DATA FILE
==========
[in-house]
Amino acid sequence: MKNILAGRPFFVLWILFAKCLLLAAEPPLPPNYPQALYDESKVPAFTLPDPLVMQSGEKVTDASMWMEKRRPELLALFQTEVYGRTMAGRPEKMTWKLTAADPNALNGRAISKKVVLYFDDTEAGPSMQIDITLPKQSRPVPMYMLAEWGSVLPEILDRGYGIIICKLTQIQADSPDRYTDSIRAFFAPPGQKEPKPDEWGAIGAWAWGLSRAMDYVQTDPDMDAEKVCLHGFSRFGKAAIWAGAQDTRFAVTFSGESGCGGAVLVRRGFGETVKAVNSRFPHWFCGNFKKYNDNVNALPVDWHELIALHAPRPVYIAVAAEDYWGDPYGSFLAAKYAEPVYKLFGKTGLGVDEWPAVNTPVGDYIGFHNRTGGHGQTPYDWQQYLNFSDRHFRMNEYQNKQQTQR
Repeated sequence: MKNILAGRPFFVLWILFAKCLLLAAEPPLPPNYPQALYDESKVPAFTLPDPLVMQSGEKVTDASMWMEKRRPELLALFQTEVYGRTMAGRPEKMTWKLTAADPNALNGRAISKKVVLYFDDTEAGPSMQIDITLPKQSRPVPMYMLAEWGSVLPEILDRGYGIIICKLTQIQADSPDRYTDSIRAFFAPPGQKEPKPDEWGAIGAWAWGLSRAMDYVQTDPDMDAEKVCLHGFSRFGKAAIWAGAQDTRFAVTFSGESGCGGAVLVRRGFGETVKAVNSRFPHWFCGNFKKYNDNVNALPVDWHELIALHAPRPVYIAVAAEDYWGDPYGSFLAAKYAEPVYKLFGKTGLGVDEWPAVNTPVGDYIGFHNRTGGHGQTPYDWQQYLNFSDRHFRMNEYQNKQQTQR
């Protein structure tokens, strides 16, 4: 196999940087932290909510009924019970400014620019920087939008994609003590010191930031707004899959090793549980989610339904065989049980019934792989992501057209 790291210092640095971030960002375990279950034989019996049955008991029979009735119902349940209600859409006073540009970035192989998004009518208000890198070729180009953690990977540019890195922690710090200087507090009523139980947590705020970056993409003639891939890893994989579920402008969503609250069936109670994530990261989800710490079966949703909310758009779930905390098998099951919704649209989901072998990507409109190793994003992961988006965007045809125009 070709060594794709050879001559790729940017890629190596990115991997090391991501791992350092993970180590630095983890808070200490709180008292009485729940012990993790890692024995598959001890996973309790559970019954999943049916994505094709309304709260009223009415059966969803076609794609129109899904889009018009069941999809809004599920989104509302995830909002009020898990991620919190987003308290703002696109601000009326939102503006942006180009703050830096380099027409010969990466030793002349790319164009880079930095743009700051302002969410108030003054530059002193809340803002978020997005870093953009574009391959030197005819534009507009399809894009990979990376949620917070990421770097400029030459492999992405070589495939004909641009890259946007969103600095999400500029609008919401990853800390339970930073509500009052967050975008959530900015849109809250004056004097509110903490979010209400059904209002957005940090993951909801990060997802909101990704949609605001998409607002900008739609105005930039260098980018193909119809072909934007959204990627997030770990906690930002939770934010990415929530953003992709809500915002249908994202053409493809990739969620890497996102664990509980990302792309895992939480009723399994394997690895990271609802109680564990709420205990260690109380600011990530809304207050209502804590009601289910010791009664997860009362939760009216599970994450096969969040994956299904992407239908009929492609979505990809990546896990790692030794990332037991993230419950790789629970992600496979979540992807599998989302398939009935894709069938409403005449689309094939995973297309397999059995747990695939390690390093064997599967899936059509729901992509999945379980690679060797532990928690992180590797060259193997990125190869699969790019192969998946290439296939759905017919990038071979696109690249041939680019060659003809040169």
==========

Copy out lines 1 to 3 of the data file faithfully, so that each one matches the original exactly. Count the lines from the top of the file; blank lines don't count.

[in-house]
Amino acid sequence: MKNILAGRPFFVLWILFAKCLLLAAEPPLPPNYPQALYDESKVPAFTLPDPLVMQSGEKVTDASMWMEKRRPELLALFQTEVYGRTMAGRPEKMTWKLTAADPNALNGRAISKKVVLYFDDTEAGPSMQIDITLPKQSRPVPMYMLAEWGSVLPEILDRGYGIIICKLTQIQADSPDRYTDSIRAFFAPPGQKEPKPDEWGAIGAWAWGLSRAMDYVQTDPDMDAEKVCLHGFSRFGKAAIWAGAQDTRFAVTFSGESGCGGAVLVRRGFGETVKAVNSRFPHWFCGNFKKYNDNVNALPVDWHELIALHAPRPVYIAVAAEDYWGDPYGSFLAAKYAEPVYKLFGKTGLGVDEWPAVNTPVGDYIGFHNRTGGHGQTPYDWQQYLNFSDRHFRMNEYQNKQQTQR
Repeated sequence: MKNILAGRPFFVLWILFAKCLLLAAEPPLPPNYPQALYDESKVPAFTLPDPLVMQSGEKVTDASMWMEKRRPELLALFQTEVYGRTMAGRPEKMTWKLTAADPNALNGRAISKKVVLYFDDTEAGPSMQIDITLPKQSRPVPMYMLAEWGSVLPEILDRGYGIIICKLTQIQADSPDRYTDSIRAFFAPPGQKEPKPDEWGAIGAWAWGLSRAMDYVQTDPDMDAEKVCLHGFSRFGKAAIWAGAQDTRFAVTFSGESGCGGAVLVRRGFGETVKAVNSRFPHWFCGNFKKYNDNVNALPVDWHELIALHAPRPVYIAVAAEDYWGDPYGSFLAAKYAEPVYKLFGKTGLGVDEWPAVNTPVGDYIGFHNRTGGHGQTPYDWQQYLNFSDRHFRMNEYQNKQQTQR